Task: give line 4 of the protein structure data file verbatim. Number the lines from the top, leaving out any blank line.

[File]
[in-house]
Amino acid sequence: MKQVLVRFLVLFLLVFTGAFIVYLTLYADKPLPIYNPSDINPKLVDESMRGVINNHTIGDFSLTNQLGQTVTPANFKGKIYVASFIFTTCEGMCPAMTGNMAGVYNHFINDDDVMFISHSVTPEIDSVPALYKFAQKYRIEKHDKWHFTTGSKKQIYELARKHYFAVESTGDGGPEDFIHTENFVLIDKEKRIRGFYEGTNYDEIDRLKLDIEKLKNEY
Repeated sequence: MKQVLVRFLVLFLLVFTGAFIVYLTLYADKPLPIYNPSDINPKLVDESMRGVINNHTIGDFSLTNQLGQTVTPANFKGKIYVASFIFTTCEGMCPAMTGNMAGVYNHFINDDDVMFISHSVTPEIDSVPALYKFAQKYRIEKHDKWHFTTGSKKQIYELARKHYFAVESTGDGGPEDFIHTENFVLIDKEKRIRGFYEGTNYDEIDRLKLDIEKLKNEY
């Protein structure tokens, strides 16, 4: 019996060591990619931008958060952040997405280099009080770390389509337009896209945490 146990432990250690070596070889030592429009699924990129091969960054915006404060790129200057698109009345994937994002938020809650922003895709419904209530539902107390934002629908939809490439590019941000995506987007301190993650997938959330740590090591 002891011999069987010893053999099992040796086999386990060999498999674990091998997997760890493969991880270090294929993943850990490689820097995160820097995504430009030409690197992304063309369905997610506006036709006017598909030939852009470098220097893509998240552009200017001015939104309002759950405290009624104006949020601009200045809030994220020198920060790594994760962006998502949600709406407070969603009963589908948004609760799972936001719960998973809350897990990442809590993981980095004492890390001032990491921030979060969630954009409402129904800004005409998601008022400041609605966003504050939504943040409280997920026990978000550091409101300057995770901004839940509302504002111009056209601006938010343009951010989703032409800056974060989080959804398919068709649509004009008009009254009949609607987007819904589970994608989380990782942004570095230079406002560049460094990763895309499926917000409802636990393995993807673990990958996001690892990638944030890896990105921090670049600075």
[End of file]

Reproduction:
């Protein structure tokens, strides 16, 4: 019996060591990619931008958060952040997405280099009080770390389509337009896209945490 146990432990250690070596070889030592429009699924990129091969960054915006404060790129200057698109009345994937994002938020809650922003895709419904209530539902107390934002629908939809490439590019941000995506987007301190993650997938959330740590090591 002891011999069987010893053999099992040796086999386990060999498999674990091998997997760890493969991880270090294929993943850990490689820097995160820097995504430009030409690197992304063309369905997610506006036709006017598909030939852009470098220097893509998240552009200017001015939104309002759950405290009624104006949020601009200045809030994220020198920060790594994760962006998502949600709406407070969603009963589908948004609760799972936001719960998973809350897990990442809590993981980095004492890390001032990491921030979060969630954009409402129904800004005409998601008022400041609605966003504050939504943040409280997920026990978000550091409101300057995770901004839940509302504002111009056209601006938010343009951010989703032409800056974060989080959804398919068709649509004009008009009254009949609607987007819904589970994608989380990782942004570095230079406002560049460094990763895309499926917000409802636990393995993807673990990958996001690892990638944030890896990105921090670049600075």